Nikon D800E Overview
|I own it||I want it||I had it|
The Nikon D800E is a variant of the D800 that is free from the effects of an anti-aliasing filter. Aimed at studio and landscape professionals the D800E should theoretically begin to rival medium format digital equipment in terms of resolution. In our testing, the D800E matches the D800 in almost all respects, but does offer a meaningful increase in resolution in certain situations.
If you're weighing up the D800 and D800E, in our opinion there is no obvious downside to opting for the more expensive model beyond the extra cost. You get better image quality in both RAW and JPEG mode (although diffraction and lens aberrations remove that benefit at certain aperture settings). And color moiré in still images - in the relatively few instances we've encountered it - is typically only marginally more visible in the D800E than it is in equivalent scene elements captured by the D800.
|Body type||Mid-size SLR|
|Max resolution||7360 x 4912|
|Effective pixels||36 megapixels|
|Sensor size||Full frame (35.9 x 24 mm)|
|ISO||100 - 6400 in 1, 1/2 or 1/3 EV steps (50 - 25600 with boost)|
|Lens mount||Nikon F|
|Focal length mult.||1×|
|Max shutter speed||1/8000 sec|
|Storage types||Compact Flash (Type I), SD/SDHC/SDXC UHS-I compliant|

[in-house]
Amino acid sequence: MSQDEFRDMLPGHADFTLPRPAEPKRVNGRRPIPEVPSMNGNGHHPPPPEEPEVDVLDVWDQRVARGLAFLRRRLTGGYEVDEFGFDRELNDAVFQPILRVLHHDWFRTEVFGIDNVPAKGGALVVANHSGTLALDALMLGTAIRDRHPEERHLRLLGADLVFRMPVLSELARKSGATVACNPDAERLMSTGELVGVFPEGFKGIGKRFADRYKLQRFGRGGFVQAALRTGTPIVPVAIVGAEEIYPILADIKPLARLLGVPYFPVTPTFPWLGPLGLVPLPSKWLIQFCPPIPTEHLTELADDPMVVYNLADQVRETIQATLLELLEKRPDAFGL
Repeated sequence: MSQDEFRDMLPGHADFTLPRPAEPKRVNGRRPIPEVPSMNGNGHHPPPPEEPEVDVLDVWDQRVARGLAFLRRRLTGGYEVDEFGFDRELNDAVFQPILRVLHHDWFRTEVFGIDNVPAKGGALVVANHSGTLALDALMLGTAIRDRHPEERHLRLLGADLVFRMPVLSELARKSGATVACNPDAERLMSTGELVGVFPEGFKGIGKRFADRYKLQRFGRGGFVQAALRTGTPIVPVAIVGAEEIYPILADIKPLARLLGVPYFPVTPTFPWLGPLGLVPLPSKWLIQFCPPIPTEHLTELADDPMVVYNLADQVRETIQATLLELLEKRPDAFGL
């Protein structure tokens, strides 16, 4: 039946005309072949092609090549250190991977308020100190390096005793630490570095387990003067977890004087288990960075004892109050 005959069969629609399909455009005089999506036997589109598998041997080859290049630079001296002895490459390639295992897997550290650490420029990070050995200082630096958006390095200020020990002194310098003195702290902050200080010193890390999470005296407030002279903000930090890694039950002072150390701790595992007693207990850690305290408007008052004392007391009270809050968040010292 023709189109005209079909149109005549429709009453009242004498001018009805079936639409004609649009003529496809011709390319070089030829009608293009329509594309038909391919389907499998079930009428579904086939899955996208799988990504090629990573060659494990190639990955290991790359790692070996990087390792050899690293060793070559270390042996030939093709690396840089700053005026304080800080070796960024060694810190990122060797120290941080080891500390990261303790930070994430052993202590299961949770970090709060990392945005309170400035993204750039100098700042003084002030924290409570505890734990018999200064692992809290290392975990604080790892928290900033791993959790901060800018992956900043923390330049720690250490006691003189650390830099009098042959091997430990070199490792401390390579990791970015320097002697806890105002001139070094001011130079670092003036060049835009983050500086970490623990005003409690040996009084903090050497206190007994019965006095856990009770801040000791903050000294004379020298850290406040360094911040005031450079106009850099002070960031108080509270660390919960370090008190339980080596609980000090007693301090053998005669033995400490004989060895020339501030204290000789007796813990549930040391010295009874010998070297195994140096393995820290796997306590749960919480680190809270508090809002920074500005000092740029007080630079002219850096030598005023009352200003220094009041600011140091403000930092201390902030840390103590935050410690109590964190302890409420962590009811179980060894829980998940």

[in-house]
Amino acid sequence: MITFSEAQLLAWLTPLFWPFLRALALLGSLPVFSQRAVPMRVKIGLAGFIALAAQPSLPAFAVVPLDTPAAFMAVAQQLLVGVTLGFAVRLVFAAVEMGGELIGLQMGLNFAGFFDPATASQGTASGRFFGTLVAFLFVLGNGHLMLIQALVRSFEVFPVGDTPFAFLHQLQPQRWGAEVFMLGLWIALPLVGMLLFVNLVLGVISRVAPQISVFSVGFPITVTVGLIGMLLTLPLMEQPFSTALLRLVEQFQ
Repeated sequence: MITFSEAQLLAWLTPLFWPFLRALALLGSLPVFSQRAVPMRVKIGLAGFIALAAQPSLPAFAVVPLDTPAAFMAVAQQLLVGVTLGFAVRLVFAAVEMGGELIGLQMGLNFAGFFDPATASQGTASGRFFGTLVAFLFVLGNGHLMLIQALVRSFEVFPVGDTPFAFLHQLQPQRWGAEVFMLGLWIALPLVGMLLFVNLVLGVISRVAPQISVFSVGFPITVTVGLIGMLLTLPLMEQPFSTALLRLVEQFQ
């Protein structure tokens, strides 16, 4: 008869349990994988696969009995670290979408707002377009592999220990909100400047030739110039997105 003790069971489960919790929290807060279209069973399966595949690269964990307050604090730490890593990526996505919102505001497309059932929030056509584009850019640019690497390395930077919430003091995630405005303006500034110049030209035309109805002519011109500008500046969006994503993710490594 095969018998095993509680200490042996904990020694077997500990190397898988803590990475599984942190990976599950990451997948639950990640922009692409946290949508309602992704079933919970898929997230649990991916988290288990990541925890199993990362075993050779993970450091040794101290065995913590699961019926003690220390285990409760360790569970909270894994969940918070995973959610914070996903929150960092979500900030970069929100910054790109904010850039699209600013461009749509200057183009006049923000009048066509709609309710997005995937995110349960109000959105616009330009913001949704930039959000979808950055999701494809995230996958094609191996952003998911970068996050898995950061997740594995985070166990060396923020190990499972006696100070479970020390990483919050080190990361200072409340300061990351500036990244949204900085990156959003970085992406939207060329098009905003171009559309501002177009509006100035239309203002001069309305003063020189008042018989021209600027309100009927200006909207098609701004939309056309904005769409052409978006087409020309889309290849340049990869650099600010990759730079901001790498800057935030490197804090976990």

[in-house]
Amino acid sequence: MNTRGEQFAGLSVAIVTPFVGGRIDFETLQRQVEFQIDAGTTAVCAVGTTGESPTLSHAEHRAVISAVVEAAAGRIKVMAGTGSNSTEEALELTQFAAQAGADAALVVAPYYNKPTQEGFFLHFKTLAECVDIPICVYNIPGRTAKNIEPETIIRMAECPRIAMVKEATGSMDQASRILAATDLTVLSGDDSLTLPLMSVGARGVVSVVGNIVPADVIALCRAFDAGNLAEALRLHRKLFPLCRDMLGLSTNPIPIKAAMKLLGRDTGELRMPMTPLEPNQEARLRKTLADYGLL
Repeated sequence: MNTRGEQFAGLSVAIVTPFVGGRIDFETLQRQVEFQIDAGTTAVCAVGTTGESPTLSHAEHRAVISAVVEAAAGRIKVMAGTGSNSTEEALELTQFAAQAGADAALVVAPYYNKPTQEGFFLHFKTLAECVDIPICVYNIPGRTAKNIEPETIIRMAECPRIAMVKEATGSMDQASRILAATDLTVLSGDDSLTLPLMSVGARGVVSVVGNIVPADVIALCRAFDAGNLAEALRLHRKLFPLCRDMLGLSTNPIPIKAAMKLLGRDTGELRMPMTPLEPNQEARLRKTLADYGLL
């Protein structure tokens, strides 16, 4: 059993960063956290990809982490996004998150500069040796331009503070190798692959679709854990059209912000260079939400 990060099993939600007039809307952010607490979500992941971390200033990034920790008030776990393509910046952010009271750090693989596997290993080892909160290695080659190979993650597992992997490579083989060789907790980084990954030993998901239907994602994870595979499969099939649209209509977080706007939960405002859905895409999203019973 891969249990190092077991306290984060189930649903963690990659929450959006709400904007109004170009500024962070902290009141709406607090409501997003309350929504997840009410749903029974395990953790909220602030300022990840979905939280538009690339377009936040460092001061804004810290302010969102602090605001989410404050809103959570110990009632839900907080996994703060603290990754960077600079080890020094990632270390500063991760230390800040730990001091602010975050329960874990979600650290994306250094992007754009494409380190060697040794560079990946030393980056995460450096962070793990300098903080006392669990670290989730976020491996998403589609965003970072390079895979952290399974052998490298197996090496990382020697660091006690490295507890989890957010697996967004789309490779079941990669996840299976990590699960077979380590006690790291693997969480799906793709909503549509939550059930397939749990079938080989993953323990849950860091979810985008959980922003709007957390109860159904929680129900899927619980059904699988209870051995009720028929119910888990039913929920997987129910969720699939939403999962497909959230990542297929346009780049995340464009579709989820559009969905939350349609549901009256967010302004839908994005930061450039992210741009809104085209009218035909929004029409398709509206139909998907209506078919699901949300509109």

|USB||USB 3.0 (5 GBit/sec)|
|Weight (inc. batteries)||1000 g (2.20 lb / 35.27 oz)|
|Dimensions||146 x 123 x 82 mm (5.75 x 4.84 x 3.23″)|
The Nikon D800E, at low ISOs and optimum lens apertures, offers slightly higher resolution than its less expensive sibling, the D800. Its raw files respond impressively to a moderately aggressive sharpening routine, while avoiding visible artifacts. As with the D800, it offers the (somewhat clunky) option to output uncompressed video, but is noticeably susceptible to color moiré in video mode.
Good for: Photographers with medium format experience and expectations who place a premium on obtaining the highest resolution currently available in a 35mm form factor camera. Videographers who can make use of uncompressed video.
Not so good for: Professional sports shooters who demand faster frame rates. Videographers for whom moiré removal in post is not a viable option.
01:32 (30 Aug, 2013)
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